Monday, January 16, 2017

Sugar and Hawaiian History

Hawaii's destiny was remade by sugar. It was sugar that turned a Polynesian kingdom into a polyglot outpost of the American empire, and then our most diverse state. Now sugar is dying out in the islands; the last mill just processed its last harvest. Lawrence Downes has a piece in the Times reflecting on this watershed. As Downes says, it was sugar that brought American businessmen to the islands, and it was to labor in the cane fields that they imported much of Hawaii's population. He quotes Gavan Daws and Ed Sheehan on how this happened:
It was understood that the Anglo-Saxon would never perspire for plantation wages, bent over in the hot sun with hoe or cane knife. If you wanted Europeans, they would have to be … ‘just low enough to make them contented with the lot of an isolated settler and its attendant privations.’

In practice this meant Portuguese, mostly from Madeira and the Azores. Otherwise it meant Orientals, peasants: two kinds of Chinese, the Punti and the Hakka; Japanese from Yamaguchi, Fukuoka, Kumamoto, and Hiroshima prefectures; some Okinawans from the Ryukyus; a handful of Koreans; and four kinds of Filipinos – Tagalog, Ilocano, Visayan, Panganisan.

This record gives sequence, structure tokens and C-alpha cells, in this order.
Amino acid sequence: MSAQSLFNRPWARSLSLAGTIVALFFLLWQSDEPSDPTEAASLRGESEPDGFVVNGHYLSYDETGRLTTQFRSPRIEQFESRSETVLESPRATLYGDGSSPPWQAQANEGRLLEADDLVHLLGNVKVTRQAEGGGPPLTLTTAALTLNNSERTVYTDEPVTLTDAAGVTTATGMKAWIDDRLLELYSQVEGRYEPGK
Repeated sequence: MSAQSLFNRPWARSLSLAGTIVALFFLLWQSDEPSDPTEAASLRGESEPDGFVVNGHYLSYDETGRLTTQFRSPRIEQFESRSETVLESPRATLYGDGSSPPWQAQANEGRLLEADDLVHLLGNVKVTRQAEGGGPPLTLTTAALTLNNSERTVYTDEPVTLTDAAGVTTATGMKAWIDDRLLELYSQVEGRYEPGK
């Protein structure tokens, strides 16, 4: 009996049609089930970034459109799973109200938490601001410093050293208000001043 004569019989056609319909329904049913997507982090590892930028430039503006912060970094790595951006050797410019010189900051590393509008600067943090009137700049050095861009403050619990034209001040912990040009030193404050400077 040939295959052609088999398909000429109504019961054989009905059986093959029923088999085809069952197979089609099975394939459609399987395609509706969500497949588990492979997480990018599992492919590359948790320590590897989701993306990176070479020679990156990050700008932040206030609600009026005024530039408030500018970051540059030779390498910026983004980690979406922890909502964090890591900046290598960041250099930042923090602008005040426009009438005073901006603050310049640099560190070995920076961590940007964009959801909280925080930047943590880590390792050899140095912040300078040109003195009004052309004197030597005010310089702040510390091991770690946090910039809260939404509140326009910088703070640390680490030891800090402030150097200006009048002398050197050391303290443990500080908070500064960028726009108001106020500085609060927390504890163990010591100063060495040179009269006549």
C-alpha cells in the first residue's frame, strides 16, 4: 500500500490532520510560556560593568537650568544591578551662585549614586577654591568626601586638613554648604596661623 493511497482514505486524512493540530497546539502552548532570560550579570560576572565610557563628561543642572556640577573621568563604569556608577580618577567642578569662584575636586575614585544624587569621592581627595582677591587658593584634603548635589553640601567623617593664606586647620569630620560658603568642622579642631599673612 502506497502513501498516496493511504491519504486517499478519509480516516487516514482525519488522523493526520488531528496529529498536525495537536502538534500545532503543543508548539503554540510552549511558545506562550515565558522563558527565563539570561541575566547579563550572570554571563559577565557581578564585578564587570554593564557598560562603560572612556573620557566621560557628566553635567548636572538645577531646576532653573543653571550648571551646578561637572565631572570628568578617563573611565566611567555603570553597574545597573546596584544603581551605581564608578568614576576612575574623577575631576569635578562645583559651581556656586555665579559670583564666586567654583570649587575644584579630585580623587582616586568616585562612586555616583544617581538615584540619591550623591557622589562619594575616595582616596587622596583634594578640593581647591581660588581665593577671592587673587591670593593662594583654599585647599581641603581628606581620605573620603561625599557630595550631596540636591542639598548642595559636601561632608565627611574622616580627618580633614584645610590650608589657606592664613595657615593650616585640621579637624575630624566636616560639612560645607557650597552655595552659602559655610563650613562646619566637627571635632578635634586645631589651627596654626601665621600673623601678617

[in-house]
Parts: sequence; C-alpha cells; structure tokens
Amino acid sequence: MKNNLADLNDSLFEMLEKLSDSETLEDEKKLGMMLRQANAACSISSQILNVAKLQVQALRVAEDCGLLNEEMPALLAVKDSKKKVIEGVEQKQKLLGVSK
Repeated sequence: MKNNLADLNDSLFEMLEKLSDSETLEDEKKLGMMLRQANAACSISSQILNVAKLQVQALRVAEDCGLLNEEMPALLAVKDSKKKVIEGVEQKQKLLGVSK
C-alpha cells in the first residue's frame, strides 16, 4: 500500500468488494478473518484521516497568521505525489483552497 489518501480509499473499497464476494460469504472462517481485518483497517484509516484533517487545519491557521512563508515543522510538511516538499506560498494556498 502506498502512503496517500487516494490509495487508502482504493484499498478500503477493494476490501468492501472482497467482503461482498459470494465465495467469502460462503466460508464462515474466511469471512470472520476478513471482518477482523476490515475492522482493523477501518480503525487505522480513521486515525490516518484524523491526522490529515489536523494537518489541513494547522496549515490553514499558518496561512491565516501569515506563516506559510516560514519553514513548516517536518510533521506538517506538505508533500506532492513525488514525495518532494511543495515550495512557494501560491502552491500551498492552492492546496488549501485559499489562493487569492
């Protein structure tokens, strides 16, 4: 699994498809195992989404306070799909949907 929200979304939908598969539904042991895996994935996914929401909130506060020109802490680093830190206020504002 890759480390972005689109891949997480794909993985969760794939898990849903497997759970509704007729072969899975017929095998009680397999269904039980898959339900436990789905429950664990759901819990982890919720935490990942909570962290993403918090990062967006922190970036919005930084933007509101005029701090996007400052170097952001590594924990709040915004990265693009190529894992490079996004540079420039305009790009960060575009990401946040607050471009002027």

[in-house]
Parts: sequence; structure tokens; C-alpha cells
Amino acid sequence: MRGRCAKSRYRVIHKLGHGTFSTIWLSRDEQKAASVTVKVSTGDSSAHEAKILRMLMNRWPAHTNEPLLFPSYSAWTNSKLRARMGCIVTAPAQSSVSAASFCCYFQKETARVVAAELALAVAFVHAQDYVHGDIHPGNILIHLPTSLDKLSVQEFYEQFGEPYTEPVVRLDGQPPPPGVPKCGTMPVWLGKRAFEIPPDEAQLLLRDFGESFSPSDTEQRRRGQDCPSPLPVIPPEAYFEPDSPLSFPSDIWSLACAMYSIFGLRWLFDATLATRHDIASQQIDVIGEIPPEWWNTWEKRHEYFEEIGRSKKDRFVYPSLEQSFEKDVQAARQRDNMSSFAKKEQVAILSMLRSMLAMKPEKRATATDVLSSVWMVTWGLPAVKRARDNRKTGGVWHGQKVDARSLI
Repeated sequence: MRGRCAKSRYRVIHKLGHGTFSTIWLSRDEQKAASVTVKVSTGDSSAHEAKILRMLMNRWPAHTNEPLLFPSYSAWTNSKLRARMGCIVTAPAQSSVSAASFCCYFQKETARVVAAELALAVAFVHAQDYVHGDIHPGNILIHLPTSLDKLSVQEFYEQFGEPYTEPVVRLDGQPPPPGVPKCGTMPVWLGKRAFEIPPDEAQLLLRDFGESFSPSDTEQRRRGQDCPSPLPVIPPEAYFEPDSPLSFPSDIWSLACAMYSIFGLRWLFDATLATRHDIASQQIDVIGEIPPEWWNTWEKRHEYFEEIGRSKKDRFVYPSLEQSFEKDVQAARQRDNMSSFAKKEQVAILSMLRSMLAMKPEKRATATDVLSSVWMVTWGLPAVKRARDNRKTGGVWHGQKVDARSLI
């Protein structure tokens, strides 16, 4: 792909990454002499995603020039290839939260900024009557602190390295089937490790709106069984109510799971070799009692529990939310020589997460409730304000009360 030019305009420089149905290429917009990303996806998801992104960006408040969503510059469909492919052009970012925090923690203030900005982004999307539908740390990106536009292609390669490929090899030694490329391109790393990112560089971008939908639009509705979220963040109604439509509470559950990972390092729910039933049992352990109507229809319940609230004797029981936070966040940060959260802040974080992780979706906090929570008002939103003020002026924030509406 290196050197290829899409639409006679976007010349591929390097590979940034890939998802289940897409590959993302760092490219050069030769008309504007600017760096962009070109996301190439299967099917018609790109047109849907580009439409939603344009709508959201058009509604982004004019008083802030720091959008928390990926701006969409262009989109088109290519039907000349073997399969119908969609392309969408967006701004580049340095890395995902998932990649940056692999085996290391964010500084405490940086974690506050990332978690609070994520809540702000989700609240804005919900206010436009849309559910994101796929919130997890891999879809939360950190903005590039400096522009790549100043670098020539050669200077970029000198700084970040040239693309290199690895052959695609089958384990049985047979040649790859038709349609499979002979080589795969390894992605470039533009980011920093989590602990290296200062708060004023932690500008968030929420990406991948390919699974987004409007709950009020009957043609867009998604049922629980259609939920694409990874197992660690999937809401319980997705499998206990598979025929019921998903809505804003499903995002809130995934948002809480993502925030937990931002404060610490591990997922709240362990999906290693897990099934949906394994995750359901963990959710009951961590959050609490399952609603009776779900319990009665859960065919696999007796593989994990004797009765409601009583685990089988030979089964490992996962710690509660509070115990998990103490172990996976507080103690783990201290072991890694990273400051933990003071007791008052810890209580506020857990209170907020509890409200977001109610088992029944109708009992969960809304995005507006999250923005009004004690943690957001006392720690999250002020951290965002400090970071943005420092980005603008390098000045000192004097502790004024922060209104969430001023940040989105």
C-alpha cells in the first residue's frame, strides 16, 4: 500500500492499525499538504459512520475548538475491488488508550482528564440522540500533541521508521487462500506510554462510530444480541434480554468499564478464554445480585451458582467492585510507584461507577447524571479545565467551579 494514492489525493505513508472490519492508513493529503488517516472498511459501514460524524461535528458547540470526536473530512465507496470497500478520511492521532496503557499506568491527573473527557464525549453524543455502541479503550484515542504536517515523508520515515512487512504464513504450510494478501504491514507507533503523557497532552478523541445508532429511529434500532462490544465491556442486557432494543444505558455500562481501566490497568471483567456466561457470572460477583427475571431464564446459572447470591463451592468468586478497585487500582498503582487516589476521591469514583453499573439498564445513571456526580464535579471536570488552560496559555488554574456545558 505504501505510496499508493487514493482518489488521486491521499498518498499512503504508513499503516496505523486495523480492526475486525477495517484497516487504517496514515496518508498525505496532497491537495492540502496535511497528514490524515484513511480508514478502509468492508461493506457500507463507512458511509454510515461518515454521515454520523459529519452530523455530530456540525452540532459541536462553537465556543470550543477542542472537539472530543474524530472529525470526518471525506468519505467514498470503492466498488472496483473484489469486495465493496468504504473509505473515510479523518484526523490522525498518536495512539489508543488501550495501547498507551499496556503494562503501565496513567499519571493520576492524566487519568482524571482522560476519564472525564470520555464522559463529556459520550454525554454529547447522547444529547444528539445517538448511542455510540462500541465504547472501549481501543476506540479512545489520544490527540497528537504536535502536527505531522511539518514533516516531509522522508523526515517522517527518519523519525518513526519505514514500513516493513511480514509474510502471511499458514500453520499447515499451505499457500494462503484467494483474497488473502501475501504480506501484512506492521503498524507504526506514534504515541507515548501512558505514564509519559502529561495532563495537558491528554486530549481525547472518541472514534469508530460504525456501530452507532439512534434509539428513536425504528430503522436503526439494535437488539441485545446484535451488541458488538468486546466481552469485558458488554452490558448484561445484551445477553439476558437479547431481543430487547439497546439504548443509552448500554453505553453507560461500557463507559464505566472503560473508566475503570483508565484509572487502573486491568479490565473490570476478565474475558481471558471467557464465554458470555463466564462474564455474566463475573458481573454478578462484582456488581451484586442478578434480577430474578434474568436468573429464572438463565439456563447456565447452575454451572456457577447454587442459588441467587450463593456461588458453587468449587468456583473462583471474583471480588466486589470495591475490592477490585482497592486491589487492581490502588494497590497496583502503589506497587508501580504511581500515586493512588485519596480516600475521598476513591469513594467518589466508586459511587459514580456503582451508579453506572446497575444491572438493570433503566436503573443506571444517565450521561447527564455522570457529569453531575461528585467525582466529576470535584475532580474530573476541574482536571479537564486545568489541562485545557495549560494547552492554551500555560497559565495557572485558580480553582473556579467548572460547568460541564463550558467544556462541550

In Hawaii these people lived peacefully side-by-side, communicated in a pidgin argot, and soon intermarried.
Those who remember the plantations’ heyday are in their 80s and 90s now. Their deaths show up in The Honolulu Star-Advertiser every day: Theogenes (Porky) Magalso Behic, retired diesel mechanic, Ewa Plantation. Nobuko Urata Hashimura, payroll clerk, McBryde Plantation. Pedro Bonilla Resurreccion, Waialua Plantation. The obituary in August for Dorothy Leilani Ellis Zeffiro, Miss Hawaii 1953, noted that she was of Hawaiian, Chinese, Japanese, English, Irish, Scottish and German descent, and that her late husband, Frank, had been a purchasing agent for Lihue Plantation.
It's a remarkable story to think about, tragic like most human history but also hopeful. Hawaii, after all, has ended up as a pretty nice place.

Hawaii's story is just one small peace of one of the great stories of the modern world, the way the plantation economy reshaped our planet. Beginning in 17th century with Barbados sugar cane and Virginia tobacco, the huge profits earned by these endeavors supercharged the global economy and led to a worldwide struggle for empire. To do the grim labor, whole kingdoms of people were uprooted and sold or otherwise moved across the globe: Africans to the New World, Indians to Trinidad and the Solomons, British convicts to Australia and North America. It is hard to imagine the 21st century without that great demographic upheaval.

1 comment:

G. Verloren said...

"Hawaii, after all, has ended up as a pretty nice place."

...if you have money. For the poor, Hawaii is frequently a pretty awful place.

And the sheer frequency and degree of contrast between the wealthy and the poor is staggering. Especially since most of the jobs for the poor involve serving the needs of the wealthy, many of whom are tourists with no ties to the area, no respect for the local peoples or traditions, and no self awareness or human empathy.